Publicat de: leonard oprea | 21 Octombrie 2010

leonard oprea: THE TALE OF THE HERO/ POVESTEA EROULUI


 

 

 

 

 

 

 

 

 

 

 

 

 

 

 

 

leonard oprea

THE TALE OF THE HERO

And the hero was surrounded by enemies. He fought like a god, like an angel. But they were as many as the grass leaves. And he could not die a heroic death, as he would have wanted, as it would have fit his dignity and his nature.

He was taken prisoner.

The world public opinion zoomed in on it. What was to be done with the Hero? Execution would have turned him into a martyr; a life sentence of hard labor would have meant thousands of convicts admiring him, protecting him. That would have brought in reporters to augment the story on TV and radio, peace and environmental organizations, and who knows what other kinds of trouble. It was decided that the Hero be given a forced domicile in a castle on top of the mountains.

***

Years went by. Peace set in. And then they remembered the Hero.

The case was re-discussed.

The Hero had to be released.

One fairly sunny morning, the Hero had to leave the old castle that had meant a decent life for him. He felt somewhat uneasy about the release. He had grown accustomed with life at the castle.

True enough, there had been other moments when he did remember he was a prisoner after all.

There had been moments during his siesta, or while relaxing with a mistress, or at the end of a hunt offered by the governor of the castle, or while admiring from the top of the buttresses the snow-clad peaks in the sunset, when he wondered whether ‘freedom’ was not really a rather obscure word.

There had also been moments when he meditated on the duties of a hero.

Well, he had grown accustomed with life at the castle.

And he felt somewhat uneasy about the release.

***

He embraced the flooded-eyed governor and pressed him against his broad, sinewy chest.

They sank in the scarlet leather armchairs.

They lit their Cubans. They smoked for a while in silence.

Every now and then they sipped their perfumed cognac from the big-bellied glasses.

Eventually, the governor informed the Hero with emotion in his voice that he had been awarded an honorary citizen diploma.

The Hero extended his warm gratitude and decided he was leaving the next day. The governor invited him for a good-bye dinner and the Hero offered him one of his medals.

***

A year had passed since the release. Meanwhile, the Hero had traveled throughout the country.

And the country whose hero he had once been, declared war against the country he was now in.

And invaded it.

The Hero found himself tormented by dark thoughts. If he stayed he would have to confront the invader, which was his call, but then his former country would hold him for a lowly traitor. If he went back to his country after so many years and in wartime he would no doubt be taken for a dangerous spy and not be allowed to fight for his country.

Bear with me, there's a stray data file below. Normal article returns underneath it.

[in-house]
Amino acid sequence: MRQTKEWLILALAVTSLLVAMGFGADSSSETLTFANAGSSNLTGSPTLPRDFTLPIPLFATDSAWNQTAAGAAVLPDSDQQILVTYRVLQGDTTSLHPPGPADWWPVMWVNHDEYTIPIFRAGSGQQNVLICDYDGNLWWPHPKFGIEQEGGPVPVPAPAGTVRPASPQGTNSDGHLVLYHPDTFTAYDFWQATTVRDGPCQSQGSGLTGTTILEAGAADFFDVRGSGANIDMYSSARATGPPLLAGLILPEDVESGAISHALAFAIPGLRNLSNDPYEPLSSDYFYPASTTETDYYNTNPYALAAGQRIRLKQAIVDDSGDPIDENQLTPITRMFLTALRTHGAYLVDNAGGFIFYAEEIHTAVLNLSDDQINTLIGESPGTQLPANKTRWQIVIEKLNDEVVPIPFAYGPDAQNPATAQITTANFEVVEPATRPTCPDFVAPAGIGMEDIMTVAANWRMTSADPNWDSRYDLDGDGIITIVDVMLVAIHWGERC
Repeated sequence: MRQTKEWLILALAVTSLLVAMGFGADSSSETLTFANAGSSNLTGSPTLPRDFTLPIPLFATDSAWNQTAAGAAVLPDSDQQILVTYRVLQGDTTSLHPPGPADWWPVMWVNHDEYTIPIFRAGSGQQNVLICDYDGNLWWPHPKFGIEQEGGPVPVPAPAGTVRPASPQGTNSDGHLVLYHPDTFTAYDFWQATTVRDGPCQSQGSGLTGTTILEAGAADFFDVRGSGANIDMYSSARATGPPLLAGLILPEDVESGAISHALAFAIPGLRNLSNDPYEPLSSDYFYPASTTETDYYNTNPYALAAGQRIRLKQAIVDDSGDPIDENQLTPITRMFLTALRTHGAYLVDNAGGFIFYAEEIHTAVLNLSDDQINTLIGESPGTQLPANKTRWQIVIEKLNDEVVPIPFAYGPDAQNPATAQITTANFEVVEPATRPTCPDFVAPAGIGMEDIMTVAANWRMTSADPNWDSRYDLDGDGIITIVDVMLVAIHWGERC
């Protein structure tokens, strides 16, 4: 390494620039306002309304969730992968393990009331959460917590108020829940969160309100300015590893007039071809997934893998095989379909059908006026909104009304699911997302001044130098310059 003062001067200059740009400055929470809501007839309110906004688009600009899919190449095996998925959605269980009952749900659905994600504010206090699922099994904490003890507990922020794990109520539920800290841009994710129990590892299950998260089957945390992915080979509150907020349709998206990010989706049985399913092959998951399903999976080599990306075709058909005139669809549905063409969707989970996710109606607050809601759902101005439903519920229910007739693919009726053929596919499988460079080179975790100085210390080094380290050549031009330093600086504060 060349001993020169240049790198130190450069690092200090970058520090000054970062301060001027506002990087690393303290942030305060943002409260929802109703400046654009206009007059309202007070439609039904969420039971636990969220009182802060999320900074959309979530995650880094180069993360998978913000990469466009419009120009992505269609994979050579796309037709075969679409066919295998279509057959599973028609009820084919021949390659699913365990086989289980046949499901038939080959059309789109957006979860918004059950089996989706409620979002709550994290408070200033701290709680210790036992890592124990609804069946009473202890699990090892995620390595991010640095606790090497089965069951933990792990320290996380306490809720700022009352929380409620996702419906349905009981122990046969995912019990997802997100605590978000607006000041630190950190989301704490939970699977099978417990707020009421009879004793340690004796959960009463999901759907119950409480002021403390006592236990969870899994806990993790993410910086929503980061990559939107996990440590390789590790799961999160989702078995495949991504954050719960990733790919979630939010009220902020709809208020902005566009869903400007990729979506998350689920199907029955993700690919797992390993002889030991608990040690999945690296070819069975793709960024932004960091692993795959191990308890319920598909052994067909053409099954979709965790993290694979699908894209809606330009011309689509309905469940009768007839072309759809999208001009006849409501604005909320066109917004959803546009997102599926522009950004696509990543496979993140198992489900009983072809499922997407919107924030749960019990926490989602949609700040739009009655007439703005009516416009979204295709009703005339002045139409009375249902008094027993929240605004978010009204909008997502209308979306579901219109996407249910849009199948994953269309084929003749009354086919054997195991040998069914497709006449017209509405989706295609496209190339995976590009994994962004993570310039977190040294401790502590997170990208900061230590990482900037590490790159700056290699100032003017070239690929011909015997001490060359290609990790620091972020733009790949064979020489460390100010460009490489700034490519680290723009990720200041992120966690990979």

What was he to do?!

Neutrality was out of the question for, after all, he was a hero.

He then decided: a hero can only be a hero if he fights – on the battlefield – for a just cause. And it has always been the case that invaders are waging unjust wars. Now this country is being invaded.

Just as the other homeland had been years ago.

***

In this battle the Hero was surrounded by enemies. So many that, although he fought like a god, like an angel, he could not die a heroic death, as he would have wanted, as it would have fit his dignity and his nature.

He was taken prisoner.

As he was an admired public figure worldwide, they could not easily sentence him to death as a traitor, nor treat him as a regular prisoner.

A fortress on top of the mountains became his forced domicile.

***

Years went by. Peace set in. Inside the fortress, the Hero was now leading an entirely civilized life. He had grown accustomed to it. But he had been thinking increasingly often about the castle where he had lived a similar life. And he had been meditating about the meaning of freedom and the duties of a hero.

***

One day he escaped.

***

He wandered through the woods for a fortnight.

***

One summer afternoon he was following a deer when he reached a bright glade. In front of him there were two groups of soldiers each commanded by an officer. Before he knew it, they fell upon each other. So there was a new war. He drew his sword and summoned them to cease the struggle. Nobody listened. He ran from one side to the other shouting at them. Then he was attacked. He defended himself. But they attacked him again. This went on until nothing could be heard except for the voices of the wood.

Long moments passed as the Hero stared wildly at the corpses.

Suddenly, he yelled that someone take him prisoner. Somewhere a crow cried, a scold shrieked, a secret creature puffed.

The Hero haunted the woods sniffing for the war. Wanting to be made a prisoner. Hungry, tattered, pale, and with dark circles around his eyes, he looked like a ghost.

Flea-ridden and delirious with fever, he came upon a hamlet. The mountain people gave him shelter and looked after him until he recovered. He now looked as impressive as in his days of glory, his eyes shining as those of a god or an angel.

One day his hosts told him the Hero had been taken prisoner and is now living in a castle on top of the mountains. He was petrified.

He fretted all day and all night, until he felt inside an endless desert.

In the morning he greeted the people in the house. They stared speechless at the shaking old man in front of them. He never got to eat his bread and drink his milk.

He died slowly dropping his head onto the course plank of the table.

The priest told the mountain people that a man growing old over night and dying suddenly could only be the work of the devil.

So they buried him without a cross outside the hamlet, at the edge of the woods, under a yellow rock.

Years went by…

***

The yellow rock at the edge of the woods was called the Unholy Rock. Those who know its story stay wide clear of it and cross themselves when they are around that place.

Only the children who drive their sheep by that place find rest there and sometimes they even sleep peacefully in the shadow of that rock.

***

POVESTEA EROULUI